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It's more complicated than that

It’s more complicated than that – Rhino poaching

Recently I’ve listened to a podcast called “The Invisible Hand“. It focuses on rhino poaching and is a true documentary. Invisible Hand presents all the sides and even some sides and perspectives I didn’t realize existed. As a zookeeper and rhino lover it’s pretty easy to just say, “STOP POACHING!” but this documentary shed some light on how it’s more complicated than that.

Over the next few months I’ll be focusing on some issues in our industry that at least for me as young keeper were very black and white. As I grow in my career, knowledge, exposure, and humility I realize there might not be anything out there that’s black and white. I hope to spark thought, conversation, and make things a little less stark comparisons and a little more complicated nuance.

Where it began

It all started with a story about an invasive crayfish. Now, I don’t remember where I heard the story and I can’t remember what fish or where. I don’t even know how they solved the problem. What stuck with me was that saving the world isn’t going to be as easy as we thought. The conservationists were working to save a small fish native to only a tiny region, but they had two things working against them.

  1. Their range was small, like one river small.
  2. Invasive crayfish outcompeted the native fish.

The conservationists thought this was an easy open and closed case. Crayfish were easy to catch and the local people loved to eat them. So, just pay the local people to eradicate the crayfish and voila, problem solved. They explained their plan. The elders fiercely refused.

“Many years ago our people were starving and hungry. The Gods brought these crayfish to us at that time to deliver us from famine. We can not eradicate our food source.” The elders explained.

Quickly the conservationists realized, “It’s more complicated than we thought.” They had to return to the drawing board with their plan.

The Invisible Hand

“At some point in my early schooling I was taught the basics of color theory. We sat on our chairs, or maybe on the floor and learned that red, blue, and yellow are primary colors and that blue and that yellow combined makes green. Maybe we finger painted on large sheets of paper, and returned home with our hands a different shade.”

“As I grew up the presence of color faded in to the background. It made up the background but it was significant. And if I did not recognize that consciously then, I knew it implicitly. Color is everyday phenomenon that shapes the way we think and feel. The colors a character is clothed in encourage us to trust or distrust them. A landscape that feel luminous at dawn may become ominous at dusk. Beyond the pigments we ascribe color meaning.”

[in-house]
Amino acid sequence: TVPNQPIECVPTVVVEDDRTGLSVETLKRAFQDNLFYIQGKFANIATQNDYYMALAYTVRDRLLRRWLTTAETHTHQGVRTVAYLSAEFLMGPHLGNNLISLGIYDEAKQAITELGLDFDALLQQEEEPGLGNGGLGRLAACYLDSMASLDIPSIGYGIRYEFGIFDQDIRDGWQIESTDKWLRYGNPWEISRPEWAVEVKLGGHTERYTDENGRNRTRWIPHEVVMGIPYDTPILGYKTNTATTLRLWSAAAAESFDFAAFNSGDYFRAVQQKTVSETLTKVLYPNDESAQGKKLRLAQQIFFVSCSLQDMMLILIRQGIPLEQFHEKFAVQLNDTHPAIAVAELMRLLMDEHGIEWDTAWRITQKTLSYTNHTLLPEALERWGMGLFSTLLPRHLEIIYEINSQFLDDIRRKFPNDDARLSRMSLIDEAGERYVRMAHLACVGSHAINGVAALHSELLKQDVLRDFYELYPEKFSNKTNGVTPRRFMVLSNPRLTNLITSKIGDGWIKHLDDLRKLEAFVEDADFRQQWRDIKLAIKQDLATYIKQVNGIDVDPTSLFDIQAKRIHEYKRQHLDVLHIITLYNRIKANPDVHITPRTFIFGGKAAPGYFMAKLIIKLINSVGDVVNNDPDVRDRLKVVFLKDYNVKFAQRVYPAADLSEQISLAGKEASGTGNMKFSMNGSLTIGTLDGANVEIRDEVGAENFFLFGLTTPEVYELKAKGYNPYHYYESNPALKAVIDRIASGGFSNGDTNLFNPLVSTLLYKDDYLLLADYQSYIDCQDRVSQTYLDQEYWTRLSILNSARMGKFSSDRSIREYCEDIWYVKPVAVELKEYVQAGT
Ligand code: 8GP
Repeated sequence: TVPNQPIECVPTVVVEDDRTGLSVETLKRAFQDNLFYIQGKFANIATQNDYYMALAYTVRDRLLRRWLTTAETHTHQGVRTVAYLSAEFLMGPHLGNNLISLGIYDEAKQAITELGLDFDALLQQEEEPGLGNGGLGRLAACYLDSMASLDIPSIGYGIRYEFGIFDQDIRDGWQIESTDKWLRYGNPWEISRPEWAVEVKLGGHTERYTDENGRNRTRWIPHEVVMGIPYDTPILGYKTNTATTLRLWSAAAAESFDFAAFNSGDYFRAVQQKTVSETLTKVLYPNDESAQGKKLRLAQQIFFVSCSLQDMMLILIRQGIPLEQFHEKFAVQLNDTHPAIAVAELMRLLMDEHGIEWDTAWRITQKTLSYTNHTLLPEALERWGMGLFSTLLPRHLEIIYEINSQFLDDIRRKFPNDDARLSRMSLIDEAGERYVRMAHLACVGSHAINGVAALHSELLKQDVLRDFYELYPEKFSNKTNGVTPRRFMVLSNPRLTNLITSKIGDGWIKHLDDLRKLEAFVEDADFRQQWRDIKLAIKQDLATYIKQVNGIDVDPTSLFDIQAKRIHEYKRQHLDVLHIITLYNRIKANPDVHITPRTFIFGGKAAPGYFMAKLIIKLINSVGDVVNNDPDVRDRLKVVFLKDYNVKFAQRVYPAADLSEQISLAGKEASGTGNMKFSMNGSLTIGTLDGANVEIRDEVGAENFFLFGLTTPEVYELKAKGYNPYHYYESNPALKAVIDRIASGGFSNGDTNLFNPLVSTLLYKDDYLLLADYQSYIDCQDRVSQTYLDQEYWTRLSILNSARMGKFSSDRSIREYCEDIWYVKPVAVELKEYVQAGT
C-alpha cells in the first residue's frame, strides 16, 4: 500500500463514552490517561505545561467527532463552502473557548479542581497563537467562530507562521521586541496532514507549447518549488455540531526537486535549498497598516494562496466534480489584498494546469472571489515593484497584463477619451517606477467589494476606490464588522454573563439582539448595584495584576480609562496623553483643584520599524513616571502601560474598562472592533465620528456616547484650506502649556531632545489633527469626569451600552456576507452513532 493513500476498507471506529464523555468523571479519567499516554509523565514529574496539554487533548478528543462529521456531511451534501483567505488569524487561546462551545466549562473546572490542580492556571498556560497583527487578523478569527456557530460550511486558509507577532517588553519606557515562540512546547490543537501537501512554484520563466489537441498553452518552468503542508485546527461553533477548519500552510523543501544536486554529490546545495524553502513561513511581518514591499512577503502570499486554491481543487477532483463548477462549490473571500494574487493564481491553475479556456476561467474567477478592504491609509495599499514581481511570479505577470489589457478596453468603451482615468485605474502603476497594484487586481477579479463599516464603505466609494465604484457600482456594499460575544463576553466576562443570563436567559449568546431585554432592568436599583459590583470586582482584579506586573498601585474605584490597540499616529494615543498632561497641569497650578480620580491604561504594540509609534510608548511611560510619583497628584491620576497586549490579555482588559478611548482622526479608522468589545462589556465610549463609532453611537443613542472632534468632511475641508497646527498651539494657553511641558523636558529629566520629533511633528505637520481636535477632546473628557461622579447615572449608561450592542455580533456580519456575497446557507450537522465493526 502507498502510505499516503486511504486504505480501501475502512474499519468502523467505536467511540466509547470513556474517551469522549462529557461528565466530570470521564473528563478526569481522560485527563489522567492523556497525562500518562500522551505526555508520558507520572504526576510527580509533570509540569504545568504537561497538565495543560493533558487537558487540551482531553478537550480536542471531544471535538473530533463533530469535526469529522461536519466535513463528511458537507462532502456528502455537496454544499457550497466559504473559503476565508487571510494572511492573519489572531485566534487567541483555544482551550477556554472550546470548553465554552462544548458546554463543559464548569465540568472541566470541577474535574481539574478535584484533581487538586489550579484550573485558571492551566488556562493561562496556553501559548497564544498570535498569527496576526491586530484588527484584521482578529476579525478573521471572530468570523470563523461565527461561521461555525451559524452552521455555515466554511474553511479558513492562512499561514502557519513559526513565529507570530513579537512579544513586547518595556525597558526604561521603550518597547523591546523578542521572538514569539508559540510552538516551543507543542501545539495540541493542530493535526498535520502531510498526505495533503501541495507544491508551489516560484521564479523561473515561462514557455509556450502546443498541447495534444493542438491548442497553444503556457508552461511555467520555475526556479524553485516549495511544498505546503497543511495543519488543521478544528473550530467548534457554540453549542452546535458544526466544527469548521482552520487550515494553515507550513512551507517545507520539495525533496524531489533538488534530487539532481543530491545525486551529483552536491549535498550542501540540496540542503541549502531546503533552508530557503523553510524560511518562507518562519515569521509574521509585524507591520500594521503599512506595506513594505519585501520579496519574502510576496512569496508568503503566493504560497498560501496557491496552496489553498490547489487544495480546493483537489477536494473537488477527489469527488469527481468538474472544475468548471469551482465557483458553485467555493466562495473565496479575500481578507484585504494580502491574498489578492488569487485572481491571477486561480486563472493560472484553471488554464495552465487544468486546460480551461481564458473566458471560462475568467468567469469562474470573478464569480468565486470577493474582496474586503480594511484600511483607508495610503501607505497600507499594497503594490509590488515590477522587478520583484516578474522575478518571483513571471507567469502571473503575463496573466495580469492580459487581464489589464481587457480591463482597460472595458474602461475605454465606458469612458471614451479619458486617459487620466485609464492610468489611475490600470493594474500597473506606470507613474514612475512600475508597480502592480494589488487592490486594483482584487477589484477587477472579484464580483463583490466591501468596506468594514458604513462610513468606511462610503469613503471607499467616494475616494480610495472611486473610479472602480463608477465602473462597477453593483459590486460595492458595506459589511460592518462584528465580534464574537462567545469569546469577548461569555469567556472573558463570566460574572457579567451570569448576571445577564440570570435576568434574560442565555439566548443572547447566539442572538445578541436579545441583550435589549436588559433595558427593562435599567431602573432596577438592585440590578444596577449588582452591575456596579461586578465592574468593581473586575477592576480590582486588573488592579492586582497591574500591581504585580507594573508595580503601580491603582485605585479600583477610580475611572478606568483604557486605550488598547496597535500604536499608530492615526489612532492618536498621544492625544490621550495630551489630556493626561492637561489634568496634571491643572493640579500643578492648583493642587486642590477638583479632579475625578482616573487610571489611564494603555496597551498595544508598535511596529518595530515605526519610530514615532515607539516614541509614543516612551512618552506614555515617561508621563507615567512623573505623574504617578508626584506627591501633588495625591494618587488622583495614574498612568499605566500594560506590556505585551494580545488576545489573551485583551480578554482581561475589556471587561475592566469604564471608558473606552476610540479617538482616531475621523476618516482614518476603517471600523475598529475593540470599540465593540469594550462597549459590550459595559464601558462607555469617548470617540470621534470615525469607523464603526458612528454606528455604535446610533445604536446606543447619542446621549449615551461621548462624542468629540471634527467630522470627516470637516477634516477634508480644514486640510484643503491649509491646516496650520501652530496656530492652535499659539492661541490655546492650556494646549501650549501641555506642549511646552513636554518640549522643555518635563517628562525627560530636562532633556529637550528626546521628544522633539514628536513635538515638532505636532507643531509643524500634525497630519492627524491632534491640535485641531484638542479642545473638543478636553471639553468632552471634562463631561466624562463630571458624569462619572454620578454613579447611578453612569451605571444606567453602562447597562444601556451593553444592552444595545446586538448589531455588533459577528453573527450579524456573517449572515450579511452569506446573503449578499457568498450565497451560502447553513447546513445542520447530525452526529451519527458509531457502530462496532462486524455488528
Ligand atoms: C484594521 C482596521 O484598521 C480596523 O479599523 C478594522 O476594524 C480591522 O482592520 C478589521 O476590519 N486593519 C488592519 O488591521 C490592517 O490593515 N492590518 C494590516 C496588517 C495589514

Stories we learn

“Within that rudimentary understanding we learn at age 5 we are introduced to white and black, not just as colors or shades but as concepts. Because you have to black to the background crayon, paint, or pen to the backdrop of a white notebook. You think of black as a color and you use it to define things. To create lines you don’t want to cross when you’re coloring in but paradoxically black is often thought of as the absence of color or nothingness. White which looks like empty space is scientifically understood as all the colors that exist combined. The totality.”

“The stories we are told, particularly the simple ones when we are young can create a sense of truth that is black and white. This is how we are taught to see. But reality exists in shades of grey and some realities are invisible. This is what I’ve learned from the endangered white rhino.” Georgina Savage – The Invisible Hand

It’s more complicated than that

Through 8 chapters (and hopefully more to come when the pandemic slows) Savage peels back the many layers of of this extinction crisis. Savage focuses on rhino poaching in the Kruger. She uncovers many socioeconomic and racial challenges. These apply across the globe everywhere species live.

Throughout the series, she lives with a head ranger (her cousins) in the Kruger. She accompanies him on patrol, talks with his children about the importance of the rhino, watches his wife worry about the conflicts her husband engages in. Savage also shadows conservationists and veterinarians and sees first hand the sadness and pain that accompanies trying to save the rhino.

She sheds light on the challenges of getting the various stakeholders to come to the table and talk. Listen to this clip about how the native people believe the rhino has more resources than they do.

The other side

Just like in the opening section where she reminds us that things aren’t only black and white, Savage shows us the many different ways to view this crisis. In addition, she travels to an area allegedly supported and funded by poachers, she talks with people first hand who experience the benefits poaching can provide to their families. She interviews people who’s friendships and families have been torn apart by the conflict.

She dives deep in to race and the Kruger as a “White man’s playground,” and discusses with natives the importance of education. Colonialism changes landscapes and people and contributes to the complexity of the crisis. Savage discusses rhino farming and it’s potential success and ethical concerns.

Conclusions

By the end of the series I’m still confident that we have to save the rhino. I’m also confident that saying “stop rhino poaching!” is not the way to do it. Currently, live rhinos benefit one socioeconomic class of people and poached rhinos benefit another. How to find a way to benefit everyone is still more complicated than it seems.

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